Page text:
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This is How You Lose the Time War by Amal El-Mohtar and Max Gladstone

Jo Fletcher Books, 2019, 203 p. Published in Interzone 283, Sep-Oct 2019.

 This is How You Lose the Time War cover

On behalf of the Agency, Red travels upthread into the past and downthread to the future to effect changes in the different Strands of the worlds, (“so many Atlantises,”) waging an eternal time war against Garden, tweaking conditions here, ensuring individuals thrive there, so that they may be in a position to affect history in the Agency’s favour.

At the end of one such mission Red finds a letter which should not be there and on which is inscribed the instruction, “burn before reading.” Despite knowing that it is a trap designed perhaps to kill her, to convert her to the other side, or to compromise her with her own, she decides to comply with the instruction and reads the message. It is from her adversary, Blue; an acknowledgement of her part in making Blue raise her own game, an expression of admiration, a declaration of inevitable victory. Red responds with a letter of her own.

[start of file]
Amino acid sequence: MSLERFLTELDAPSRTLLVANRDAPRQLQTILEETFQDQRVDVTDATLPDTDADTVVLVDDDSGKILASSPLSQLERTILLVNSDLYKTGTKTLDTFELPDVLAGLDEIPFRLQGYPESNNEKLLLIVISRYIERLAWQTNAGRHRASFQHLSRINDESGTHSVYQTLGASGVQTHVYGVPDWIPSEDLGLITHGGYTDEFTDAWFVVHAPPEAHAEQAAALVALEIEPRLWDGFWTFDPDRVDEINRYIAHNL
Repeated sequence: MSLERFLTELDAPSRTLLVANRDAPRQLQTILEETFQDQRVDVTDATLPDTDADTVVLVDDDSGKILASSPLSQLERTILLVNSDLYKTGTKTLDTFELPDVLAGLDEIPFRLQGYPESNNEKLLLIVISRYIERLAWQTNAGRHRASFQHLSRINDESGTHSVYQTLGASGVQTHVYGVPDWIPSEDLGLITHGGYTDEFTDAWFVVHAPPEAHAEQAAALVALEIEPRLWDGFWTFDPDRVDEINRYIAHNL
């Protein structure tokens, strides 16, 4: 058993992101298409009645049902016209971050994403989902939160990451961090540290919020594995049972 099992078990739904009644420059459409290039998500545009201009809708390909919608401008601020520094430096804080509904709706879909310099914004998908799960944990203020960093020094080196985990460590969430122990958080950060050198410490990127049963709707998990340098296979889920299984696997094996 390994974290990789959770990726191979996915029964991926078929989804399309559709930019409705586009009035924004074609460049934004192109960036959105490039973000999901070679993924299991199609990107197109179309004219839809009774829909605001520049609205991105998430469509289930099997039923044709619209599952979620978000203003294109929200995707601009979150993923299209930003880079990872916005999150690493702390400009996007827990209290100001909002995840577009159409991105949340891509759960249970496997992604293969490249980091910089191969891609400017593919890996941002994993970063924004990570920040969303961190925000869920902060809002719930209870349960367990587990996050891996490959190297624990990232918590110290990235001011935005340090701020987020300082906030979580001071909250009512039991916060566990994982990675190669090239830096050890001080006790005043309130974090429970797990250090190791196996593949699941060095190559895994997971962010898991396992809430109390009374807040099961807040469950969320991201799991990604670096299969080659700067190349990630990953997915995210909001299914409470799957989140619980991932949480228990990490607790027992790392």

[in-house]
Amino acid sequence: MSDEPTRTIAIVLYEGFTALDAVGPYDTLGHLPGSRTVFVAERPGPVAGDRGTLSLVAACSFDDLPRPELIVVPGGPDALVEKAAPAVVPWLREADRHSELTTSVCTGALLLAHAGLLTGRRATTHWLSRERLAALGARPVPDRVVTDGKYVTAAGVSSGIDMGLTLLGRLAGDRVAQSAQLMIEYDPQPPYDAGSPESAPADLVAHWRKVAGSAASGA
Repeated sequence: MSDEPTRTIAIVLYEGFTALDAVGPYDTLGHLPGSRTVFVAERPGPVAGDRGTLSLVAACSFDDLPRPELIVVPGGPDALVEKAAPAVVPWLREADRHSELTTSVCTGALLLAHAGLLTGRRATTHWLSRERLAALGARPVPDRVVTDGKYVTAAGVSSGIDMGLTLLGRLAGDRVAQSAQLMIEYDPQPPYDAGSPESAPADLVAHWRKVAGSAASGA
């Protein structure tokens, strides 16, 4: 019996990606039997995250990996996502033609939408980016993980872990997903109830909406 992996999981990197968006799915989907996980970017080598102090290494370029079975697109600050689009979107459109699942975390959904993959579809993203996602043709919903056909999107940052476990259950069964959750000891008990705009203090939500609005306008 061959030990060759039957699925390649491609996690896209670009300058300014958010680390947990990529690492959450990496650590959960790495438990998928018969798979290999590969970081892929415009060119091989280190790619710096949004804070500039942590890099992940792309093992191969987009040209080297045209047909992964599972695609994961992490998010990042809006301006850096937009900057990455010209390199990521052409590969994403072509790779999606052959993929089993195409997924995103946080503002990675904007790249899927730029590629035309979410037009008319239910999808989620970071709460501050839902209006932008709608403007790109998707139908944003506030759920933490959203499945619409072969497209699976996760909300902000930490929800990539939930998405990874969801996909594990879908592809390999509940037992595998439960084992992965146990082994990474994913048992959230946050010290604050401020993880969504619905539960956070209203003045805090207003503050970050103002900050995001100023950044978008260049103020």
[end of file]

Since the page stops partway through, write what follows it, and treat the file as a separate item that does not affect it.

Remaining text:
So begins a long correspondence achieved through an increasingly bizarre series of dead drops in which the two agents’ regard for one another deepens and grows into something else.

The book’s narrative is carried via sequences describing Red’s and Blue’s endeavours to change different strands’ histories, each followed by the contents of a letter written to one by the other. Only in one instance is this strict authorial practice not followed and that is where Blue’s letter is encoded in six seeds but Red only swallows three of them and so only gets part of the whole message. (This makes sense in the context of the novel.) Their letters are studded with recommendations, allusions and digressions and embellished by postscripts, PPS’s and even at times PPPS’s.